The dizzying reality of this process is now beginning to sink in, as this week I had the task of notifying colleagues of my intentions. This was difficult because I consider them friends and not just work colleagues. I also feel a sense of loyalty to them that my actions are about to betray.
I elected to speak to them individually rather than as a group because I had slightly different things that I wanted to say to each of them. I was perhaps a little surprised to find that the reactions I received ranged from disappointment and sadness to bewilderment and shock.
The range of reactions is driven by the fact that I work within a family business and have done so for around twenty years. Consequently, I’m sure people expected me to be there until the end; a lifer as they say. The truth is I expected to be that person myself and on the face of it I look happy in my work. However, I have long denied a sense that something was not quite right and as I said in my earlier posts, acknowledging this has been the key to making a change.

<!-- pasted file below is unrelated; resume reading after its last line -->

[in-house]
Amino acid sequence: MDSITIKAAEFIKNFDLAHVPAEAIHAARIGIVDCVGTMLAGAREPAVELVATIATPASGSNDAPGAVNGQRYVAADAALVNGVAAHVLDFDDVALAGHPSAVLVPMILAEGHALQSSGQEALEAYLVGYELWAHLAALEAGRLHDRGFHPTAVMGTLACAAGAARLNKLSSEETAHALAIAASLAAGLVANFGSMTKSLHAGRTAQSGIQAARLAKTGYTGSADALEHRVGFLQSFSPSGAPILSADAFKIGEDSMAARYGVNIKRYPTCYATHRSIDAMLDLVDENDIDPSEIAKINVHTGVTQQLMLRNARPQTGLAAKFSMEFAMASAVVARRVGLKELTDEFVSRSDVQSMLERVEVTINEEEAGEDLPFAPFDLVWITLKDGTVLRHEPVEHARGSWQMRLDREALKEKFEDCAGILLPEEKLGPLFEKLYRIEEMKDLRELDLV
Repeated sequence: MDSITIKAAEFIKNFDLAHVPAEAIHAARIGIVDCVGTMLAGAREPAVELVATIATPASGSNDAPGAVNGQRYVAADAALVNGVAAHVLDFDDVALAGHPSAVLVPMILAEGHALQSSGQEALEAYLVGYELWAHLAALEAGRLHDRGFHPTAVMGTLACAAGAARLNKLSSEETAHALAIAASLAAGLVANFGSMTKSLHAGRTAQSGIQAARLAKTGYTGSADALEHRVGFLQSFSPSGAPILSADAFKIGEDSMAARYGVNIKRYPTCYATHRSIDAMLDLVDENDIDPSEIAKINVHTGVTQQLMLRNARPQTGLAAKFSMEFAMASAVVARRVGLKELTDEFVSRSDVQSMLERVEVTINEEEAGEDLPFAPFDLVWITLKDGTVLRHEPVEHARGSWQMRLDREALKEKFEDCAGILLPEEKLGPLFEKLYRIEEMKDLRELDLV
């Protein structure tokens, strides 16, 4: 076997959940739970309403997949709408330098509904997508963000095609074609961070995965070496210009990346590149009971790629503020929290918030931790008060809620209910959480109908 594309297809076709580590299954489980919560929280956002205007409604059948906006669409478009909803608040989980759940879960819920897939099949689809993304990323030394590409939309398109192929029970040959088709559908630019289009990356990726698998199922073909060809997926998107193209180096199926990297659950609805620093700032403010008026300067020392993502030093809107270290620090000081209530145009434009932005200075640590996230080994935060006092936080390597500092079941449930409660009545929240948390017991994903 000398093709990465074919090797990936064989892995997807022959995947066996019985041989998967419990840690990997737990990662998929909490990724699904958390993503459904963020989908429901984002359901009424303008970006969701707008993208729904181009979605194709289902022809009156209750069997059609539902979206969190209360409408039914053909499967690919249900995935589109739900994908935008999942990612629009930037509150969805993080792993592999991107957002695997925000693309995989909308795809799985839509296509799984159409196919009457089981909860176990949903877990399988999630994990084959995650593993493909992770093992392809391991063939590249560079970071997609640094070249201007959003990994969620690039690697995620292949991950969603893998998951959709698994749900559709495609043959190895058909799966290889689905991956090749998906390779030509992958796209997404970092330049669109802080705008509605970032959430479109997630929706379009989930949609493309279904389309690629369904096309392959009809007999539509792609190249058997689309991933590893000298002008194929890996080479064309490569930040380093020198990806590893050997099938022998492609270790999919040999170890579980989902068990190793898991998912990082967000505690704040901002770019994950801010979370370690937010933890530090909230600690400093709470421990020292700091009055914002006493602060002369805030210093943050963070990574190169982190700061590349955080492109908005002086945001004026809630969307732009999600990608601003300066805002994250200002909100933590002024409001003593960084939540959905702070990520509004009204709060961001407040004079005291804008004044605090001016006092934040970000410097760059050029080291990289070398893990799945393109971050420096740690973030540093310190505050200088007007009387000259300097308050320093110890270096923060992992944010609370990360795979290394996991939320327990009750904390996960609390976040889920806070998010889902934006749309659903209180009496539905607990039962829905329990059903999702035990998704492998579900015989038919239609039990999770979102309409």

Having let people know, it’s a strange feeling to think that I am part of the companies past and present but I am no longer part of the future. That shift in tense represents a huge step into my new reality.
Its been a tough week. Self doubt has enveloped me on several occasions, leaving me convinced that I cannot be successful in my career change ambitions. I have found myself thinking – “I wish I was 25 again”, “how can I have the audacity to think that I can compete with people younger than me?”.
As these thoughts rattle, destructively through my brain, I am immediately convinced of the need to abort my plans. That voice in my head is so pursuasive, so utterly convincing that I cannot mount the counter argument. I am subservient to the superiority of its thesis.
Then I pause, walk away from myself, because I know my feelings will change.